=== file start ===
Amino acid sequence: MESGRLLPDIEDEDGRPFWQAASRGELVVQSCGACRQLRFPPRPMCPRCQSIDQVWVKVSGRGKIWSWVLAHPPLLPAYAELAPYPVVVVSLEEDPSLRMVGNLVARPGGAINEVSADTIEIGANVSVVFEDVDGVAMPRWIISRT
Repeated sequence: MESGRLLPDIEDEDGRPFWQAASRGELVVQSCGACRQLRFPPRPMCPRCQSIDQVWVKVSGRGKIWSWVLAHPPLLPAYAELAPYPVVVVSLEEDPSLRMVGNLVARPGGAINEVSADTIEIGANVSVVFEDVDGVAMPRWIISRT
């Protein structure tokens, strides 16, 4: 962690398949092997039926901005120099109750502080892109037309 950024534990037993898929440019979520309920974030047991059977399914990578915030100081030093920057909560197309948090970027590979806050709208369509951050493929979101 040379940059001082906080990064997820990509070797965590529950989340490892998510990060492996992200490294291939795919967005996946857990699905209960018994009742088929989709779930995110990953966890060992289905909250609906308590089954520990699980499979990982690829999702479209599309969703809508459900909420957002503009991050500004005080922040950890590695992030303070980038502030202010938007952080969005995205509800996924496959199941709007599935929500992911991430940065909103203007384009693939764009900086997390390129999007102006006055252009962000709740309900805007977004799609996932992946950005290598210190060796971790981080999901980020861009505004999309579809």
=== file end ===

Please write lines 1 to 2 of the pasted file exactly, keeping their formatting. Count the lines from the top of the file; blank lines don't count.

Amino acid sequence: MESGRLLPDIEDEDGRPFWQAASRGELVVQSCGACRQLRFPPRPMCPRCQSIDQVWVKVSGRGKIWSWVLAHPPLLPAYAELAPYPVVVVSLEEDPSLRMVGNLVARPGGAINEVSADTIEIGANVSVVFEDVDGVAMPRWIISRT
Repeated sequence: MESGRLLPDIEDEDGRPFWQAASRGELVVQSCGACRQLRFPPRPMCPRCQSIDQVWVKVSGRGKIWSWVLAHPPLLPAYAELAPYPVVVVSLEEDPSLRMVGNLVARPGGAINEVSADTIEIGANVSVVFEDVDGVAMPRWIISRT